The 2005 film “Kiss Kiss Bang Bang” didn’t connect with a big audience, which is a shame. That action-comedy was extremely clever, poking fun at itself while handing hilarious roles to Robert Downey Jr. and Val Kilmer.
Writer-director Shane Black seems to have learned his lesson, because his new film, “The New Guys,” dials down the cleverness. It’s still got jokes, and a lot of it is geared around a similar kind of buddy-antagonism (Black’s also the guy who wrote the “Lethal Weapon” pictures). But everything here is easier to take than “Kiss Kiss.”
That disappointment noted, the movie is still agreeably nutso. “The New Guys” is fast, violent, and doesn’t feel like it came out of the summer-movie food processor.
The convoluted story line begins with a missing-persons case, causing the collision of private investigator Holland March (Ryan Gosling) and enforcer-for-hire Jackson Healy (Russell Crowe). They operate in smog-choked Los Angeles, late 1970s.
Healy will basically do whatever it takes to collect his fee, while March is strictly a second-rate private eye. In their first meeting, Healy breaks March’s arm.
You don’t think he’s actually going to break the arm, but Shane Black made his reputation by pushing scenes a little farther than you expect. That’s what gives this movie its sometimes giddy edge.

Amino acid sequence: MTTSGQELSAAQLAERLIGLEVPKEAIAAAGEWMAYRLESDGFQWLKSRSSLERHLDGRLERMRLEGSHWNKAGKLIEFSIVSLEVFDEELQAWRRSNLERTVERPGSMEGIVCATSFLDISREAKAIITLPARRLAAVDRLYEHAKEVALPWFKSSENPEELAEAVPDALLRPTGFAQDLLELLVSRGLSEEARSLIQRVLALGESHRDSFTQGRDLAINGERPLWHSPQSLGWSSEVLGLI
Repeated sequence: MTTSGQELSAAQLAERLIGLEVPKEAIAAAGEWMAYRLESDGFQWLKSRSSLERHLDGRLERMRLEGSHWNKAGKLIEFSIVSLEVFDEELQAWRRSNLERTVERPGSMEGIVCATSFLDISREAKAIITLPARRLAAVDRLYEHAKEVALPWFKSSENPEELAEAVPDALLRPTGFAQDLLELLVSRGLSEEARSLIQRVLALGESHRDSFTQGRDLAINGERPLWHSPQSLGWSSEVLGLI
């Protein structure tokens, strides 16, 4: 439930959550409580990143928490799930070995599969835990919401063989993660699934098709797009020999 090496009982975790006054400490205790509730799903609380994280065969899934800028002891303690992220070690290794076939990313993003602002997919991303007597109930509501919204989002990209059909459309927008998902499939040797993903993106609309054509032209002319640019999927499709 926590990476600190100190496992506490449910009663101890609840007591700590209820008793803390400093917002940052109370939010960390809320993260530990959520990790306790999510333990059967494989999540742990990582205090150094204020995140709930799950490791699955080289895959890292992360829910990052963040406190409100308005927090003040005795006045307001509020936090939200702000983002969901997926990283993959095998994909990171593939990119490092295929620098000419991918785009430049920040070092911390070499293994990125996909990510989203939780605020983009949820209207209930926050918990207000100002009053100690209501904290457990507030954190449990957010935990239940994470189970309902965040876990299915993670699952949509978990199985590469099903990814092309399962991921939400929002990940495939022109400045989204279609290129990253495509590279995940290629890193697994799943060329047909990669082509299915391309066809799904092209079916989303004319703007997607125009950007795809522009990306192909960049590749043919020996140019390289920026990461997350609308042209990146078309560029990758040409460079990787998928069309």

March has a daughter (Angourie Rice), a detail that threatens to sentimentalize the movie but actually makes it funnier. The supporting cast is full of quirkiness: Matt Bomer and Beau Knapp as especially depraved bad guys, Kim Basinger as a high-strung Department of Justice official, and Margaret Qualley (Andie MacDowell’s daughter) as the missing girl.
But the film is really about the boys, and their rapport. Crowe, looking very chubby here, is guilty of overplaying some of the comedy, but he’s still fun to watch. Gosling must have been born with good comic instincts, because his delivery here — vocal and physical — is right on. You have to have a lack of vanity to engage in this kind of slapstick, and these two have that.
Black’s best scenes happen in the margins of the plot — an anecdote about seeing Richard Nixon at the moment of death, a weird encounter with a foul-mouthed little kid at the site of a burned house, a dream sequence that involves an enormous killer bee.
When the movie gets loose, it cooks. Add the great faux-70s music by John Ottman and David Buckley and the vintage clothes, and “The Nice Guys” becomes a party movie.
It’s a party where somebody’s going to get hurt — Shane Black likes using violence for shock value. But if you can handle that, the movie’s a welcome dose of nonsuperhero action.
“The Nice Guys” 3 stars
Ryan Gosling and Russell Crowe are late-1970s investigators in L.A., looking for a missing girl but mostly riffing on a series of slapstick situations. Director Shane Black uses violence for shock value, but the movie’s at its best when exploring the absurd stuff that happens on the margins of the plot.
Rating: R, for violence, language, nudity
Showing: Alderwood Mall, Cinebarre, Everett, Monroe, Marysville, Pacific Place, Sundance Cinemas, Thornton Place, Woodinville, Cascade Mall